Wise finished 17-14 with a 2.88 ERA in 37 starts for a last-place team (66-96). It was the best season of his seven-year Phils career. Wise was the star and the team's lone selection to the National League team for the All-Star Game.
Gem No. 1
On the night of Wednesday, June 23, Wise did something no one had done up to that date -- and it hasn't been duplicated since. Wise became the first pitcher to hit two home runs while hurling a no-hitter. He did it in a 4-0 win against the Cincinnati Reds at Riverfront Stadium. Only a sixth-inning walk to Davey Concepcion kept Wise from a perfect game.
Leading, 1-0, after two innings, Wise took care of the rest of the offense with a two-run homer in the fifth inning and a solo shot in the eighth.
"I had two other home runs going into that game so I wasn't surprised. I always swung the bat pretty well and tried to help myself," recalled Wise.
"The first home run came off Ross Grimsley, a high slider. The second on a 2-0 fastball off Clay Carroll -- one of the top relievers of that time. He fell behind in the count. I looked at the third-base coach and he wasn't even looking at me, so I knew the green light was on. I hit it almost the same place as the first one."
The final out was a line drive by Pete Rose to third baseman John Vukovich. Wise's record stood at 8-4.
Time of game for this gem: one hour, 53 minutes.
Gem No. 2
Wise's 14th win came in the second game of a Veterans Stadium twi-night doubleheader against the San Francisco Giants on Saturday, August 28. Wise drove in five runs on a solo home run and a game-winning grand slam in a 7-3 win.
Tied at 2-2, Wise hit a solo home run in the fifth inning off John Cumberland. Two innings later, with the game tied at 3, Wise hit a grand slam off Don McMahon.
On the mound that night, he allowed eight hits and two walks and struck out 11. One of the runs was unearned.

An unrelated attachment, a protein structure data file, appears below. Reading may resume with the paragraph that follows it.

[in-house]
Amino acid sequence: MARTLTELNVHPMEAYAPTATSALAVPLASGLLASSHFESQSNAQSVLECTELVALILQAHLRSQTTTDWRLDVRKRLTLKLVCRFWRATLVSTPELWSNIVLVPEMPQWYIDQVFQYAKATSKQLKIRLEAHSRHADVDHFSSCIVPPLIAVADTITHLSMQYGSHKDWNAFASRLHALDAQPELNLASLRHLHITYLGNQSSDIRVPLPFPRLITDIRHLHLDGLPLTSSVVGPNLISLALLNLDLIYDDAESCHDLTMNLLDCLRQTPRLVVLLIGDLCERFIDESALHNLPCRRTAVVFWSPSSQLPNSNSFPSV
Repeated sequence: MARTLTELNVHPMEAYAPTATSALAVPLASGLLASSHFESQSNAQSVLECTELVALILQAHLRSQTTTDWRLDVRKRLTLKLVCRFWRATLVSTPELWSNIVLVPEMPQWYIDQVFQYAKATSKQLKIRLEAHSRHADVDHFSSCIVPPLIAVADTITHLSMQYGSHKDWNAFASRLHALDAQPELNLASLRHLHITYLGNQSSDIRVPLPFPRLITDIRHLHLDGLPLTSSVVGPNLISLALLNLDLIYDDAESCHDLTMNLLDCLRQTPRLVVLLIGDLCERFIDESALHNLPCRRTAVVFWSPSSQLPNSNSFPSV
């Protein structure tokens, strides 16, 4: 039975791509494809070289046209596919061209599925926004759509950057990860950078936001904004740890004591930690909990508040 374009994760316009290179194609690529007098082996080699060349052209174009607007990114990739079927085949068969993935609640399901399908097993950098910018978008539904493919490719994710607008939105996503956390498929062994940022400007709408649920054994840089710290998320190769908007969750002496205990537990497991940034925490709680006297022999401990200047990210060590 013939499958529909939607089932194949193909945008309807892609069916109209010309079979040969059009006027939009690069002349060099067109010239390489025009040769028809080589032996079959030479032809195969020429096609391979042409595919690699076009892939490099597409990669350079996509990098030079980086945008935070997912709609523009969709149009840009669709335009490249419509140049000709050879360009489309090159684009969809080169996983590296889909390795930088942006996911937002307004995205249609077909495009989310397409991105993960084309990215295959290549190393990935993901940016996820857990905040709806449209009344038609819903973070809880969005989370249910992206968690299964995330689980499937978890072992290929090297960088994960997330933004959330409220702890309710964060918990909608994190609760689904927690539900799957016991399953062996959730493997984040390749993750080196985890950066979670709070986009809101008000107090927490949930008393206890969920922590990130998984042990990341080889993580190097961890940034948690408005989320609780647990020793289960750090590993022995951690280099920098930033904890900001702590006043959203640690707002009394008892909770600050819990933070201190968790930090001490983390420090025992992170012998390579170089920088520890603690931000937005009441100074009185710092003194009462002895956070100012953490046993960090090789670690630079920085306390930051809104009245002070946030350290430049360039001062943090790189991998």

Gem No. 3
Wise's 16th win came on Saturday, Sept. 18, against the Chicago Cubs, also at the Vet. In this game, he retired 32 consecutive batters -- four short of the Major League record. No Phillies pitcher has come close to this in a single game. Oh, Curt Simmons, Roberts, Jim Bunning and Halladay each had games in which they retired 27 consecutive batters, but no one has gone beyond that.
A home run leading off the second inning by catcher Frank Fernandez gave the Cubs a 3-0 lead. Wise didn't allow another base runner until Ron Santo singled with two out in the 12th inning.
Once again, Wise's bat came into play. He was 3-for-6 and drove in the winning run. With a runner on third with one out, Don Money and Ron Stone were walked intentionally to get to Wise, who followed with a walk-off single to right for a 4-3 decision.
"The best part about that game was that I fell behind, 3-0, on a two-run homer in the first and a solo home run in the second," said Wise. "I got a visit from pitching coach [Ray Rippelmeyer] and then retired 32 in a row."
Wise's pitching line: 12 innings, five hits, three runs (two earned), zero walks and 10 strikeouts. He faced 41 batters.
Wise finished his Phils career with a 74-75 mark. His first start came as an 18-year-old in an 8-2 win over the New York Mets in the second game of a June 21, 1964, doubleheader at Shea Stadium. It followed Bunning's perfect game.
Wise grew up in Portland, Ore., and led his team to the Little League World Series in 1958. With the Boston Red Sox in '75, he pitched in the World Series and was the third player to play in both World Series.
Also, while pitching for the Red Sox, Wise lost a no-hitter with two out in the bottom of the ninth in Milwaukee when George Scott homered. Bobby Darwin followed with a solo home run, and Wise ended up with a two-hitter.